Proximity and orientation underlie signaling by the non-receptor tyrosine kinase ZAP70.
Graef IA, Holsinger LJ, Diver S, Schreiber SL, Crabtree GR.         
EMBO J. 1997 Sep 15;16(18):5618-28.

Proximity and orientation underlie signaling by the non-receptor tyrosine kinase ZAP70.
Graef IA, Holsinger LJ, Diver S, Schreiber SL, Crabtree GR.

Department of Developmental Biology, Howard Hughes Institute at Stanford University, 300 Pasteur Drive, Beckman Center Room B211, Stanford University Medical School, Stanford, CA 94305, USA.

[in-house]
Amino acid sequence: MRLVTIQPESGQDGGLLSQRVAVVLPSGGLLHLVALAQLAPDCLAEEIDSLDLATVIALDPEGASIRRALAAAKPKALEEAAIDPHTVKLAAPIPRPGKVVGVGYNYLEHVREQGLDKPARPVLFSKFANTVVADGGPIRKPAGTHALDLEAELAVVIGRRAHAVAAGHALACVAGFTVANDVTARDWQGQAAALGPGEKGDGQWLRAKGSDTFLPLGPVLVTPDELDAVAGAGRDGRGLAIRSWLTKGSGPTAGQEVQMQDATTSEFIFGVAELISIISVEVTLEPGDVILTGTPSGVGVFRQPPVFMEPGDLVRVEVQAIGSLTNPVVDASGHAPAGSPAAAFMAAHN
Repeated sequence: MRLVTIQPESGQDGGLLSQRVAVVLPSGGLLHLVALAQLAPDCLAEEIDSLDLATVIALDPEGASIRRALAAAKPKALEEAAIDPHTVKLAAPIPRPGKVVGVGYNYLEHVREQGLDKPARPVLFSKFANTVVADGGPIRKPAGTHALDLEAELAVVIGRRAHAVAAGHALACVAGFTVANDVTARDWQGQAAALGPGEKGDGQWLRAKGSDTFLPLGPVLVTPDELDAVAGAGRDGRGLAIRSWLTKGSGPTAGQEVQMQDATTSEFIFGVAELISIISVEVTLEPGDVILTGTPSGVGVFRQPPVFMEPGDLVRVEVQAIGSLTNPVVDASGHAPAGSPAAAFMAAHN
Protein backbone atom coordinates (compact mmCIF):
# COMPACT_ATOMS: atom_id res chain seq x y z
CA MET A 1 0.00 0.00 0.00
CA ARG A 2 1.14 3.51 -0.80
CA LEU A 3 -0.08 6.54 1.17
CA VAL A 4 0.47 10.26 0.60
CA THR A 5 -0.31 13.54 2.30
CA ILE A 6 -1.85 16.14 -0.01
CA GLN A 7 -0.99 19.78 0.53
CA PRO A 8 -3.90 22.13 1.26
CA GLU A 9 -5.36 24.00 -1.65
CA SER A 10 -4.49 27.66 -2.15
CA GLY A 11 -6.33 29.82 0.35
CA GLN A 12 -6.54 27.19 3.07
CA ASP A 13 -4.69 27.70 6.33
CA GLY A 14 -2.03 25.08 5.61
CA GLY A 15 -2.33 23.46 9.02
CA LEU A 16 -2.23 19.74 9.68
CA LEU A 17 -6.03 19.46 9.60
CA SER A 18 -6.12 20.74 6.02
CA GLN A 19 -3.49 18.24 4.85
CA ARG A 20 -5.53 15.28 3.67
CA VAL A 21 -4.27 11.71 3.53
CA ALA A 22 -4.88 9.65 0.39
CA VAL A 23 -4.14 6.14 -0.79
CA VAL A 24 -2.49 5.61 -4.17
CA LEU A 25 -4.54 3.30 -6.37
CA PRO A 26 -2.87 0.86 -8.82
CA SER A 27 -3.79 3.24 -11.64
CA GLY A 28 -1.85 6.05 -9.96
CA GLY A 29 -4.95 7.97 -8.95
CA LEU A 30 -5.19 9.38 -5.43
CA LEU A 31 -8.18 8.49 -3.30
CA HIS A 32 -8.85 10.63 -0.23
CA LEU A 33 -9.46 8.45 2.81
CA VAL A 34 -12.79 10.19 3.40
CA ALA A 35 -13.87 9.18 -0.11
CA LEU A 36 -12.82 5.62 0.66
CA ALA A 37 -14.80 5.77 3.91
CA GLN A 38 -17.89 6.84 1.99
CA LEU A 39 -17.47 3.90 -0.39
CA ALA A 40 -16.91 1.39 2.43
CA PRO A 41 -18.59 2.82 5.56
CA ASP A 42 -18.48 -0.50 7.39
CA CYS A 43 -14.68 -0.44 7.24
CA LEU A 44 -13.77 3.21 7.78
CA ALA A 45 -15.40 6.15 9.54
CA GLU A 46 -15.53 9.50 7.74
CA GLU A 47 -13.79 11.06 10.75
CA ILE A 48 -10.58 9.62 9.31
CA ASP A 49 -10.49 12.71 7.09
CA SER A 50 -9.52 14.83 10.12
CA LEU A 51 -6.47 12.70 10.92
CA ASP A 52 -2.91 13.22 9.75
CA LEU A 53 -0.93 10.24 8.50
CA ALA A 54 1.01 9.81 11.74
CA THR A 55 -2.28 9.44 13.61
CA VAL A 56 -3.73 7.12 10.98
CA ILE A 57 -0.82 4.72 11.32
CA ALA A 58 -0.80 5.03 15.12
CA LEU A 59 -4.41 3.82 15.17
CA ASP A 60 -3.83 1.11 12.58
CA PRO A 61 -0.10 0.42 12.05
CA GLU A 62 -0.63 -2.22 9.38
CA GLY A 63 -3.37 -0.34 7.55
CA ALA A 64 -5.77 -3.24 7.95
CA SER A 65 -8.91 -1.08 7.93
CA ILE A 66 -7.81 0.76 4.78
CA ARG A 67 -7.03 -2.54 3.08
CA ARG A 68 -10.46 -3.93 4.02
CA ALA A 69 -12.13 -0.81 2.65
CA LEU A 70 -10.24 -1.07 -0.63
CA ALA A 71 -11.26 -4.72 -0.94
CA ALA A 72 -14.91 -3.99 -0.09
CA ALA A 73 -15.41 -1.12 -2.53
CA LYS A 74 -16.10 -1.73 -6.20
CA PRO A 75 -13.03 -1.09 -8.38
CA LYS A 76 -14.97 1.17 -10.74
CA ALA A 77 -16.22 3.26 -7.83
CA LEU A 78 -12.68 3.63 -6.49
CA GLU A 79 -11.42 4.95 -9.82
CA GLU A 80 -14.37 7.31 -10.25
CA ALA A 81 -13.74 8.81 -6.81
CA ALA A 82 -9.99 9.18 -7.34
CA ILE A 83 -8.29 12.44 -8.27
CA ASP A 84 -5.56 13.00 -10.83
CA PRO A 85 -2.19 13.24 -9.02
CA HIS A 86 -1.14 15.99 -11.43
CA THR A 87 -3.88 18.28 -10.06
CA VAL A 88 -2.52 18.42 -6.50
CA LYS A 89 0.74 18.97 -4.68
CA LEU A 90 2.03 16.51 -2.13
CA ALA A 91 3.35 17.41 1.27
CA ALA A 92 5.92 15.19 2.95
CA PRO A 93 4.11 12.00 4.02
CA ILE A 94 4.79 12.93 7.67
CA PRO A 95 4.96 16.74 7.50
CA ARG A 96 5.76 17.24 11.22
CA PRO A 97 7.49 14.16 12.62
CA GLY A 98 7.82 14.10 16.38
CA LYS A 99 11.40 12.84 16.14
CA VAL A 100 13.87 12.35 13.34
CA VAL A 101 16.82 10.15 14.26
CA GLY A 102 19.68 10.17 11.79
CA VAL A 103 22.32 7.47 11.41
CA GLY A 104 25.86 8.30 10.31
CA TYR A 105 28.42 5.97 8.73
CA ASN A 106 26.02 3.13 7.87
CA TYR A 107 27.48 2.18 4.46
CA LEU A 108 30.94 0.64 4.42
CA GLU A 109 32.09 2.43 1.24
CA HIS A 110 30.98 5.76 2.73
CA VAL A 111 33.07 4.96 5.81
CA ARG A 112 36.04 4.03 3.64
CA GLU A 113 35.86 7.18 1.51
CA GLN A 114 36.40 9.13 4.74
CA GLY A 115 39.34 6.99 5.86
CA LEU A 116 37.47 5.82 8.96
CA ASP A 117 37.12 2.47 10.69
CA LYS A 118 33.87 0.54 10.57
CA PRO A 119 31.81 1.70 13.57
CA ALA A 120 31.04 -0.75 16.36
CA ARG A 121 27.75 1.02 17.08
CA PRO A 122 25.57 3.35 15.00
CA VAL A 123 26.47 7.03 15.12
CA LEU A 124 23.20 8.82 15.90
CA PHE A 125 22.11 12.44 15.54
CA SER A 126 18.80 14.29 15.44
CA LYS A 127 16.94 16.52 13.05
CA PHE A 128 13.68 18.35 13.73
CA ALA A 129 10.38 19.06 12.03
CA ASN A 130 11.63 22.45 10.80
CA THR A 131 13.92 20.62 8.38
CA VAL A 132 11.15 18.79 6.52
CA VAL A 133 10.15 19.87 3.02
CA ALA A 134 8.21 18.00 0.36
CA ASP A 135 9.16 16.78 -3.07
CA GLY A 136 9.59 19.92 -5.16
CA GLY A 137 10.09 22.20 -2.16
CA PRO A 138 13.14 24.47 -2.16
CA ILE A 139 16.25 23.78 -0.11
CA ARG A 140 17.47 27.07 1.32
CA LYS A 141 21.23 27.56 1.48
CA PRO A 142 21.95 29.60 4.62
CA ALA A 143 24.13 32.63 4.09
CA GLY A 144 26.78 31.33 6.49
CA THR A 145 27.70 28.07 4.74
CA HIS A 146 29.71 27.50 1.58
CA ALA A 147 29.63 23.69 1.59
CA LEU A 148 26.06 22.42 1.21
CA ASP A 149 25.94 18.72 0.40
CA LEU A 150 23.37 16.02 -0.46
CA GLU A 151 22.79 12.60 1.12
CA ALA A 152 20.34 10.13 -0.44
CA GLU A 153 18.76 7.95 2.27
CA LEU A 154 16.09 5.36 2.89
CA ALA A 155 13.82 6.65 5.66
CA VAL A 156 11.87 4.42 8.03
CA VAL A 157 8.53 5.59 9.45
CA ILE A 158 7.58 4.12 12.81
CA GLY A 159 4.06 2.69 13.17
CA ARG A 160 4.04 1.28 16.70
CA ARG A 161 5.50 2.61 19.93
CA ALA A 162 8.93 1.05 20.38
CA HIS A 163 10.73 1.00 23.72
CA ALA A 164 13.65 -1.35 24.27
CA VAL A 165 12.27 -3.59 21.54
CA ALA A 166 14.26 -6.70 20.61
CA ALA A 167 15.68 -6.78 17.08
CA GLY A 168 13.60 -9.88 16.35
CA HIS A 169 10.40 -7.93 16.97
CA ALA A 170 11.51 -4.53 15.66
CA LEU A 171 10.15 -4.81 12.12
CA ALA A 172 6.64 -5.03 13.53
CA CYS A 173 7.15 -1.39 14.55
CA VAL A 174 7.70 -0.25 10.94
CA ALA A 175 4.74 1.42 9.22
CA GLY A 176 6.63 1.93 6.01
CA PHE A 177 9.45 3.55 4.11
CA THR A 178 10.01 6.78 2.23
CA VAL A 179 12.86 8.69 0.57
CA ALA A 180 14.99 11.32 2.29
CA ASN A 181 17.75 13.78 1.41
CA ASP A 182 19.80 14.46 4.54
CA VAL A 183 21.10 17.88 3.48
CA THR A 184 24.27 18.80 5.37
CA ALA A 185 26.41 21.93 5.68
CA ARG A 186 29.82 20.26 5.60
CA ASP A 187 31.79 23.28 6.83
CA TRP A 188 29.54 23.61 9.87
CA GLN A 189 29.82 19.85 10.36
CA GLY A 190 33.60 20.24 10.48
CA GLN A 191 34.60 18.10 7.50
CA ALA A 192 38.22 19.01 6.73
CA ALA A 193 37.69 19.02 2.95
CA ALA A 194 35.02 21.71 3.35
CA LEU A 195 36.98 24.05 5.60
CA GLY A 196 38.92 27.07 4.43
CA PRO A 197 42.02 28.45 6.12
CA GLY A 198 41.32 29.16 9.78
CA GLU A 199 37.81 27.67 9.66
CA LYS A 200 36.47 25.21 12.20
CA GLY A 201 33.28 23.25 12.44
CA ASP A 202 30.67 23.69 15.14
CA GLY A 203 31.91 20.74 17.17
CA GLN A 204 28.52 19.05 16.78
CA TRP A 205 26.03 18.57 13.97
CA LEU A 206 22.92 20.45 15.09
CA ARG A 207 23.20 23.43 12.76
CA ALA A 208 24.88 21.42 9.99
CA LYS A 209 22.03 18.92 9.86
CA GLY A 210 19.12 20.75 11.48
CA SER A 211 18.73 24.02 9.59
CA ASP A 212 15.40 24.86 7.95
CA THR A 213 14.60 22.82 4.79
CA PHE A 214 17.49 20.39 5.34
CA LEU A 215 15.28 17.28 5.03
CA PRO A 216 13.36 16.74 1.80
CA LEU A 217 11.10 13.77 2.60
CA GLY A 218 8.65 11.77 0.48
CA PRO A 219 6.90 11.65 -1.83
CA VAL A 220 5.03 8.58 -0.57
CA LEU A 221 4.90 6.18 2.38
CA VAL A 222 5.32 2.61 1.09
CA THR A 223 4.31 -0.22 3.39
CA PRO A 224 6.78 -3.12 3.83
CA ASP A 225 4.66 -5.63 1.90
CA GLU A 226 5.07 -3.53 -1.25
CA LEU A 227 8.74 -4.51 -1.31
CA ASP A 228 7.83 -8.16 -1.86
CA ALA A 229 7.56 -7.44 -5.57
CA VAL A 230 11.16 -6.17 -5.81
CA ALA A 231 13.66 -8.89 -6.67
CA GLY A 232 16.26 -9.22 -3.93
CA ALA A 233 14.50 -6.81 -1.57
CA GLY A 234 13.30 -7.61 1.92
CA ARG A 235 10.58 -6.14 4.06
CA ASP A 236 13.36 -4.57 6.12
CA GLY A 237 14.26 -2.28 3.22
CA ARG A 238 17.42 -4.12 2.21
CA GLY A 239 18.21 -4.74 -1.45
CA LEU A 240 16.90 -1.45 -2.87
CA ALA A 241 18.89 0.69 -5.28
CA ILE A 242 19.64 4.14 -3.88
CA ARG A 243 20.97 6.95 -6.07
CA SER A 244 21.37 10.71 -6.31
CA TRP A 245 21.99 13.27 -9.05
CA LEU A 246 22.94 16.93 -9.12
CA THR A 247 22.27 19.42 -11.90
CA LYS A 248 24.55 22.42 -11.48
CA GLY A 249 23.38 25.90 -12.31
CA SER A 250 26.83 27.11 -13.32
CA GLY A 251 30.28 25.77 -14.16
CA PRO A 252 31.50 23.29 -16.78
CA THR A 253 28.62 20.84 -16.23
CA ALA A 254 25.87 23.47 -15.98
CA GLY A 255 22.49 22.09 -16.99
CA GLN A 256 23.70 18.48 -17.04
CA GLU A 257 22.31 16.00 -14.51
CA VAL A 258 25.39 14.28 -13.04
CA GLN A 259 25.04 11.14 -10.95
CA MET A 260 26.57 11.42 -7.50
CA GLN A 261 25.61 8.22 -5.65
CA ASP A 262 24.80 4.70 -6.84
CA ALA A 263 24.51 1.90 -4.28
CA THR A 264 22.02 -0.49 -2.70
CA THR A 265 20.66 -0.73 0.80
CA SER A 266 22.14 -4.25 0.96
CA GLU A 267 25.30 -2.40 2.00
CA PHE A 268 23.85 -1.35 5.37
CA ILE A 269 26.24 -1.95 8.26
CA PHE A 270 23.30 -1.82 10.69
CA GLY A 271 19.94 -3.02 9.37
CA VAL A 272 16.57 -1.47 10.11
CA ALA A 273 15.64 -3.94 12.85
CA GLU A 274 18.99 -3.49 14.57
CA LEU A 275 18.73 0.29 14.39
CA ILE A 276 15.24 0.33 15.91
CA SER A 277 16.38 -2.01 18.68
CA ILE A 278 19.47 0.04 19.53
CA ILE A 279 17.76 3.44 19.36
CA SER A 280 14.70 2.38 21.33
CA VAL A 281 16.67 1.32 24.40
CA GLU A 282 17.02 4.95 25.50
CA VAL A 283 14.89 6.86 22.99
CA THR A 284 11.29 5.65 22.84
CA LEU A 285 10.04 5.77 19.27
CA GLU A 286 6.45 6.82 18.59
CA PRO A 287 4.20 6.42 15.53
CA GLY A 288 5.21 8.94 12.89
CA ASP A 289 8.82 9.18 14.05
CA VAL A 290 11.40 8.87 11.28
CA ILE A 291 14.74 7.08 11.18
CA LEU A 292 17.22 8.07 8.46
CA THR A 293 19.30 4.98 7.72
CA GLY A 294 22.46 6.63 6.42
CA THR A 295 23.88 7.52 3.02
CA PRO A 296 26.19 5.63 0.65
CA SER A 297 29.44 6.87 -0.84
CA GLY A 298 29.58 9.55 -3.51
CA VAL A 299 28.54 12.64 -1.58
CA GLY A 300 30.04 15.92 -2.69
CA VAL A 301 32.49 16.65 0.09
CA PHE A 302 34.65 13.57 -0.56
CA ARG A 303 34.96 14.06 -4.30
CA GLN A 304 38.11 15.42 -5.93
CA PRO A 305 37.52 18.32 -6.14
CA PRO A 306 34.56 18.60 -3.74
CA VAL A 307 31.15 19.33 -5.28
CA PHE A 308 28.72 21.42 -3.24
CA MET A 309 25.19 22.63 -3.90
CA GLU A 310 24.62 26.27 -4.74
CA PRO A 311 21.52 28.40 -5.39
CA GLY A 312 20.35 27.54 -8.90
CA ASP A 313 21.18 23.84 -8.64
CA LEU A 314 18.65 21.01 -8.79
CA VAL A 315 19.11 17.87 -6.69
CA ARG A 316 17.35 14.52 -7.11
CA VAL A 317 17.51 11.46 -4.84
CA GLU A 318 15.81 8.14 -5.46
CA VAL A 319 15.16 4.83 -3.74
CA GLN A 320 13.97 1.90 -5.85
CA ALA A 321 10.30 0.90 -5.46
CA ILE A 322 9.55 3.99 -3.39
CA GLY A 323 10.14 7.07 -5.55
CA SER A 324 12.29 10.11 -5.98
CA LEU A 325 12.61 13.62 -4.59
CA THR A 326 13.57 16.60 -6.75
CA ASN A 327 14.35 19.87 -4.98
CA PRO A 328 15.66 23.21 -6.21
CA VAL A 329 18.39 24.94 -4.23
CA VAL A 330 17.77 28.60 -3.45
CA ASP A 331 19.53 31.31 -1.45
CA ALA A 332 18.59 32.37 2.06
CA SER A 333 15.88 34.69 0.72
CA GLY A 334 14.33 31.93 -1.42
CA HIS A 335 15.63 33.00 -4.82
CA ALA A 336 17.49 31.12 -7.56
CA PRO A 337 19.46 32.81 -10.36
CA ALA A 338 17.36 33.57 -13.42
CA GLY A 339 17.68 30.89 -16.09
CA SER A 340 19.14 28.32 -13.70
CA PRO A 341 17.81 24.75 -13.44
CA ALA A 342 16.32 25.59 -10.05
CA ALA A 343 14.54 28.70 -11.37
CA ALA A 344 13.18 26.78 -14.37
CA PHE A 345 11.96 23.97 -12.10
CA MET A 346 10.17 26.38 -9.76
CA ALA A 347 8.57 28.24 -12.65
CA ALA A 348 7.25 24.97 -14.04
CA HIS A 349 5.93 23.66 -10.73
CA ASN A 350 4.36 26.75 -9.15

Signaling by the antigen receptor of T lymphocytes initiates different developmental transitions, each of which require the tyrosine kinase ZAP70. Previous studies with agonist and antagonist peptides have indicated that ZAP70 might respond differently to different structures of the TCR-CD3 complex induced by bound peptides. The roles of membrane proximity and orientation in activation of ZAP70 signaling were explored using synthetic ligands and their binding proteins designed to produce different architectures of membrane-bound complexes composed of ZAP70 fusion proteins. Transient membrane recruitment of physiological levels of ZAP70 with the membrane-permeable synthetic ligand FK1012A leads to rapid phosphorylation of ZAP70 and activation of the ras/MAPK and Ca2+/calcineurin signaling pathways. ZAP70 SH2 domains are not required for signaling when the kinase is artifically recruited to the membrane, indicating that the SH2 domains function solely in recruitment and not in kinase activation. Using additional synthetic ligands and their binding proteins that recruit ZAP70 equally well but orient it at the cell membrane in different ways, we define a requirement for a specific presentation of ZAP70 to its downstream targets. These results provide a mechanism by which ZAP70, bound to the phosphorylated receptor, could discriminate between conformational changes induced by the binding of different MHC-peptide complexes to the antigen receptor and introduce an approach to exploring the role of spatial orientation of signaling complexes in living cells.


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